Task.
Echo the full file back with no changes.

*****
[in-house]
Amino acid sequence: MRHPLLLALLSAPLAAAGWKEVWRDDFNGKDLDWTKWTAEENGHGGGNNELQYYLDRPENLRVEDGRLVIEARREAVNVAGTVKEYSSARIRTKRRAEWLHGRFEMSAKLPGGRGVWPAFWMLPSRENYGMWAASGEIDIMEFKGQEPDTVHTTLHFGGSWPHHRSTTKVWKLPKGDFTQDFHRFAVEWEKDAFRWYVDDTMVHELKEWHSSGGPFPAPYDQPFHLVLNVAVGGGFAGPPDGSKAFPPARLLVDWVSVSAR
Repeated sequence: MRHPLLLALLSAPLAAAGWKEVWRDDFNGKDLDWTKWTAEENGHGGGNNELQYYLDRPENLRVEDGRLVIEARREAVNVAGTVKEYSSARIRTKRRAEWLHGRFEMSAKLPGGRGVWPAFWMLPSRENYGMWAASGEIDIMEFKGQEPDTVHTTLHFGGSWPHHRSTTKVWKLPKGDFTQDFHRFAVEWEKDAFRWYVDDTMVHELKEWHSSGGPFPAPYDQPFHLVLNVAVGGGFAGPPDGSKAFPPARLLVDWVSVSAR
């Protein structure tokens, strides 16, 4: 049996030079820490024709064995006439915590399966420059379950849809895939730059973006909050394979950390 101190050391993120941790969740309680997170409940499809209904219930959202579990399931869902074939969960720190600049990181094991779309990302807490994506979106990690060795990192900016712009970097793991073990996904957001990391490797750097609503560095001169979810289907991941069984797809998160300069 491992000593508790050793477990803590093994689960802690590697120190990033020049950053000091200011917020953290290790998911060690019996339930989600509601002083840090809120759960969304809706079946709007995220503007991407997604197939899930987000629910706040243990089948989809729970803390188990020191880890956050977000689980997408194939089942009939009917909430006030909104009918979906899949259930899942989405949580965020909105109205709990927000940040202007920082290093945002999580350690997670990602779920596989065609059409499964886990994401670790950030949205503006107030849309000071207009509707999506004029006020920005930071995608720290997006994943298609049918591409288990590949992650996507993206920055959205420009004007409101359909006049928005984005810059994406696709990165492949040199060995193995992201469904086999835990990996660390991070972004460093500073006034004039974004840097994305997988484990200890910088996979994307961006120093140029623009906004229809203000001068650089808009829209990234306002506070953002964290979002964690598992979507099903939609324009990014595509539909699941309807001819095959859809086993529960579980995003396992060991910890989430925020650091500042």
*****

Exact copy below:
[in-house]
Amino acid sequence: MRHPLLLALLSAPLAAAGWKEVWRDDFNGKDLDWTKWTAEENGHGGGNNELQYYLDRPENLRVEDGRLVIEARREAVNVAGTVKEYSSARIRTKRRAEWLHGRFEMSAKLPGGRGVWPAFWMLPSRENYGMWAASGEIDIMEFKGQEPDTVHTTLHFGGSWPHHRSTTKVWKLPKGDFTQDFHRFAVEWEKDAFRWYVDDTMVHELKEWHSSGGPFPAPYDQPFHLVLNVAVGGGFAGPPDGSKAFPPARLLVDWVSVSAR
Repeated sequence: MRHPLLLALLSAPLAAAGWKEVWRDDFNGKDLDWTKWTAEENGHGGGNNELQYYLDRPENLRVEDGRLVIEARREAVNVAGTVKEYSSARIRTKRRAEWLHGRFEMSAKLPGGRGVWPAFWMLPSRENYGMWAASGEIDIMEFKGQEPDTVHTTLHFGGSWPHHRSTTKVWKLPKGDFTQDFHRFAVEWEKDAFRWYVDDTMVHELKEWHSSGGPFPAPYDQPFHLVLNVAVGGGFAGPPDGSKAFPPARLLVDWVSVSAR
């Protein structure tokens, strides 16, 4: 049996030079820490024709064995006439915590399966420059379950849809895939730059973006909050394979950390 101190050391993120941790969740309680997170409940499809209904219930959202579990399931869902074939969960720190600049990181094991779309990302807490994506979106990690060795990192900016712009970097793991073990996904957001990391490797750097609503560095001169979810289907991941069984797809998160300069 491992000593508790050793477990803590093994689960802690590697120190990033020049950053000091200011917020953290290790998911060690019996339930989600509601002083840090809120759960969304809706079946709007995220503007991407997604197939899930987000629910706040243990089948989809729970803390188990020191880890956050977000689980997408194939089942009939009917909430006030909104009918979906899949259930899942989405949580965020909105109205709990927000940040202007920082290093945002999580350690997670990602779920596989065609059409499964886990994401670790950030949205503006107030849309000071207009509707999506004029006020920005930071995608720290997006994943298609049918591409288990590949992650996507993206920055959205420009004007409101359909006049928005984005810059994406696709990165492949040199060995193995992201469904086999835990990996660390991070972004460093500073006034004039974004840097994305997988484990200890910088996979994307961006120093140029623009906004229809203000001068650089808009829209990234306002506070953002964290979002964690598992979507099903939609324009990014595509539909699941309807001819095959859809086993529960579980995003396992060991910890989430925020650091500042």